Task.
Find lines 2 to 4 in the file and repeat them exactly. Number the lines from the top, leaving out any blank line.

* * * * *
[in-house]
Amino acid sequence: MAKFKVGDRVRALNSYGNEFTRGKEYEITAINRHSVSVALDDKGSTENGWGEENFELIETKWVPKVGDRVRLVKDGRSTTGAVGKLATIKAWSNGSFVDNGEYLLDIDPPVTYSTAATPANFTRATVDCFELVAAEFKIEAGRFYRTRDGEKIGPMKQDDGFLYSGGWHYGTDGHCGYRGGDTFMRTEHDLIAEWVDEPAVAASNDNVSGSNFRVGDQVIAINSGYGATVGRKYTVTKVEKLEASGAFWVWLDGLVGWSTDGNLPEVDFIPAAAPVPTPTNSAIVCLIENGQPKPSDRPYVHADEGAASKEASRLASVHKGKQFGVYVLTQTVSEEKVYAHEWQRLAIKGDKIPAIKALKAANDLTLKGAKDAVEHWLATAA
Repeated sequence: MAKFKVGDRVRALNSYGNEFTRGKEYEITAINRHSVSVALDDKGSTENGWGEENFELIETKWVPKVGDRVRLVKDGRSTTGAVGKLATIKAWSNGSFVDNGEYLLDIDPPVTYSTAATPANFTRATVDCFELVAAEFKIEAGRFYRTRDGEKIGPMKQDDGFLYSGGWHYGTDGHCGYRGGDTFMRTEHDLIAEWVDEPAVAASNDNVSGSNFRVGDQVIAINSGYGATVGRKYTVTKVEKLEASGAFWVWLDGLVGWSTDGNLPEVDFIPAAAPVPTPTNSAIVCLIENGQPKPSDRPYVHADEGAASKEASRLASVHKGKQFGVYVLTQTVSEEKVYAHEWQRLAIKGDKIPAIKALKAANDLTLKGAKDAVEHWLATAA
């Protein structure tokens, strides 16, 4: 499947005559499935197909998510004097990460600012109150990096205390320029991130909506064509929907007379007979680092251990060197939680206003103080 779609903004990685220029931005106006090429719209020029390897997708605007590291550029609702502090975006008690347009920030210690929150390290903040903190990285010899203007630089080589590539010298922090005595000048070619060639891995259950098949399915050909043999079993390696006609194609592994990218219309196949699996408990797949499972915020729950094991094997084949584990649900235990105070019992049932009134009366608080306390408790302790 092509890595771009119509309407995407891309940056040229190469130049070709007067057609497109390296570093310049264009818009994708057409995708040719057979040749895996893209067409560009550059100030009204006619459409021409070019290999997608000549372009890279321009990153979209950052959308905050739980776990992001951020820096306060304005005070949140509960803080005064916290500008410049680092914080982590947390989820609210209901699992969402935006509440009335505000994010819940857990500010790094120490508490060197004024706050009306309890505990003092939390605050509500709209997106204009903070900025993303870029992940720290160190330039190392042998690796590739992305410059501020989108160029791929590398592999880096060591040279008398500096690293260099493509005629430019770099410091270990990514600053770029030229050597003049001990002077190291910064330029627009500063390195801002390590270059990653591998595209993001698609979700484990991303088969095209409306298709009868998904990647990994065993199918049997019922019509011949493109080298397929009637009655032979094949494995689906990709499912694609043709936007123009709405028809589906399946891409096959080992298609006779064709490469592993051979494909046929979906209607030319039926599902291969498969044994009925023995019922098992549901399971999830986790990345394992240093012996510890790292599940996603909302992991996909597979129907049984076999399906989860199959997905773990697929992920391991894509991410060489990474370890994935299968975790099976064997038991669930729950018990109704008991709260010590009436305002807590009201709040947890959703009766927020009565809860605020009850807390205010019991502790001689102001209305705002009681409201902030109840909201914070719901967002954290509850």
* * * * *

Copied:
Amino acid sequence: MAKFKVGDRVRALNSYGNEFTRGKEYEITAINRHSVSVALDDKGSTENGWGEENFELIETKWVPKVGDRVRLVKDGRSTTGAVGKLATIKAWSNGSFVDNGEYLLDIDPPVTYSTAATPANFTRATVDCFELVAAEFKIEAGRFYRTRDGEKIGPMKQDDGFLYSGGWHYGTDGHCGYRGGDTFMRTEHDLIAEWVDEPAVAASNDNVSGSNFRVGDQVIAINSGYGATVGRKYTVTKVEKLEASGAFWVWLDGLVGWSTDGNLPEVDFIPAAAPVPTPTNSAIVCLIENGQPKPSDRPYVHADEGAASKEASRLASVHKGKQFGVYVLTQTVSEEKVYAHEWQRLAIKGDKIPAIKALKAANDLTLKGAKDAVEHWLATAA
Repeated sequence: MAKFKVGDRVRALNSYGNEFTRGKEYEITAINRHSVSVALDDKGSTENGWGEENFELIETKWVPKVGDRVRLVKDGRSTTGAVGKLATIKAWSNGSFVDNGEYLLDIDPPVTYSTAATPANFTRATVDCFELVAAEFKIEAGRFYRTRDGEKIGPMKQDDGFLYSGGWHYGTDGHCGYRGGDTFMRTEHDLIAEWVDEPAVAASNDNVSGSNFRVGDQVIAINSGYGATVGRKYTVTKVEKLEASGAFWVWLDGLVGWSTDGNLPEVDFIPAAAPVPTPTNSAIVCLIENGQPKPSDRPYVHADEGAASKEASRLASVHKGKQFGVYVLTQTVSEEKVYAHEWQRLAIKGDKIPAIKALKAANDLTLKGAKDAVEHWLATAA
């Protein structure tokens, strides 16, 4: 499947005559499935197909998510004097990460600012109150990096205390320029991130909506064509929907007379007979680092251990060197939680206003103080 779609903004990685220029931005106006090429719209020029390897997708605007590291550029609702502090975006008690347009920030210690929150390290903040903190990285010899203007630089080589590539010298922090005595000048070619060639891995259950098949399915050909043999079993390696006609194609592994990218219309196949699996408990797949499972915020729950094991094997084949584990649900235990105070019992049932009134009366608080306390408790302790 092509890595771009119509309407995407891309940056040229190469130049070709007067057609497109390296570093310049264009818009994708057409995708040719057979040749895996893209067409560009550059100030009204006619459409021409070019290999997608000549372009890279321009990153979209950052959308905050739980776990992001951020820096306060304005005070949140509960803080005064916290500008410049680092914080982590947390989820609210209901699992969402935006509440009335505000994010819940857990500010790094120490508490060197004024706050009306309890505990003092939390605050509500709209997106204009903070900025993303870029992940720290160190330039190392042998690796590739992305410059501020989108160029791929590398592999880096060591040279008398500096690293260099493509005629430019770099410091270990990514600053770029030229050597003049001990002077190291910064330029627009500063390195801002390590270059990653591998595209993001698609979700484990991303088969095209409306298709009868998904990647990994065993199918049997019922019509011949493109080298397929009637009655032979094949494995689906990709499912694609043709936007123009709405028809589906399946891409096959080992298609006779064709490469592993051979494909046929979906209607030319039926599902291969498969044994009925023995019922098992549901399971999830986790990345394992240093012996510890790292599940996603909302992991996909597979129907049984076999399906989860199959997905773990697929992920391991894509991410060489990474370890994935299968975790099976064997038991669930729950018990109704008991709260010590009436305002807590009201709040947890959703009766927020009565809860605020009850807390205010019991502790001689102001209305705002009681409201902030109840909201914070719901967002954290509850």